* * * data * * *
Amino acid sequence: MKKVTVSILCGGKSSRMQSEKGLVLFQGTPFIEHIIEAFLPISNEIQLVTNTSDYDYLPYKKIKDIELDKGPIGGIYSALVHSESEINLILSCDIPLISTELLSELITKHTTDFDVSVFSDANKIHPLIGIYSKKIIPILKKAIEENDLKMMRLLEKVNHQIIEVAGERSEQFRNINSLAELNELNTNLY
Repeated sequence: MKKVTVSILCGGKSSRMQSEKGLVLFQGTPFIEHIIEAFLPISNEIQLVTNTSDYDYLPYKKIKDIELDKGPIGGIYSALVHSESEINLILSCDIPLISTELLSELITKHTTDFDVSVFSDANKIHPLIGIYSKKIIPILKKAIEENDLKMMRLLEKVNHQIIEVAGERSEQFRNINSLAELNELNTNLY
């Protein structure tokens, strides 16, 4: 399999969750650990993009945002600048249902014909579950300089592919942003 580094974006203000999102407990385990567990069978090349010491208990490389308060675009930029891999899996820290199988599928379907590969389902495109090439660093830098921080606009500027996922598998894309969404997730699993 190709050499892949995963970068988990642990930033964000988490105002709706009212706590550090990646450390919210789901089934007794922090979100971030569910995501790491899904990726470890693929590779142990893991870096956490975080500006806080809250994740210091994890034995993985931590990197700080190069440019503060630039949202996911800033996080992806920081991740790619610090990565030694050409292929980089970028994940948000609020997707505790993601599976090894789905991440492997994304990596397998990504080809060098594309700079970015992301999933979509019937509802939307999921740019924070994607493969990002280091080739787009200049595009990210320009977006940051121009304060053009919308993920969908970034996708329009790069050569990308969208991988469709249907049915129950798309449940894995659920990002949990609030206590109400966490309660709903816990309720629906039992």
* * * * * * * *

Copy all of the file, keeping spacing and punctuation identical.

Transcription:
Amino acid sequence: MKKVTVSILCGGKSSRMQSEKGLVLFQGTPFIEHIIEAFLPISNEIQLVTNTSDYDYLPYKKIKDIELDKGPIGGIYSALVHSESEINLILSCDIPLISTELLSELITKHTTDFDVSVFSDANKIHPLIGIYSKKIIPILKKAIEENDLKMMRLLEKVNHQIIEVAGERSEQFRNINSLAELNELNTNLY
Repeated sequence: MKKVTVSILCGGKSSRMQSEKGLVLFQGTPFIEHIIEAFLPISNEIQLVTNTSDYDYLPYKKIKDIELDKGPIGGIYSALVHSESEINLILSCDIPLISTELLSELITKHTTDFDVSVFSDANKIHPLIGIYSKKIIPILKKAIEENDLKMMRLLEKVNHQIIEVAGERSEQFRNINSLAELNELNTNLY
């Protein structure tokens, strides 16, 4: 399999969750650990993009945002600048249902014909579950300089592919942003 580094974006203000999102407990385990567990069978090349010491208990490389308060675009930029891999899996820290199988599928379907590969389902495109090439660093830098921080606009500027996922598998894309969404997730699993 190709050499892949995963970068988990642990930033964000988490105002709706009212706590550090990646450390919210789901089934007794922090979100971030569910995501790491899904990726470890693929590779142990893991870096956490975080500006806080809250994740210091994890034995993985931590990197700080190069440019503060630039949202996911800033996080992806920081991740790619610090990565030694050409292929980089970028994940948000609020997707505790993601599976090894789905991440492997994304990596397998990504080809060098594309700079970015992301999933979509019937509802939307999921740019924070994607493969990002280091080739787009200049595009990210320009977006940051121009304060053009919308993920969908970034996708329009790069050569990308969208991988469709249907049915129950798309449940894995659920990002949990609030206590109400966490309660709903816990309720629906039992």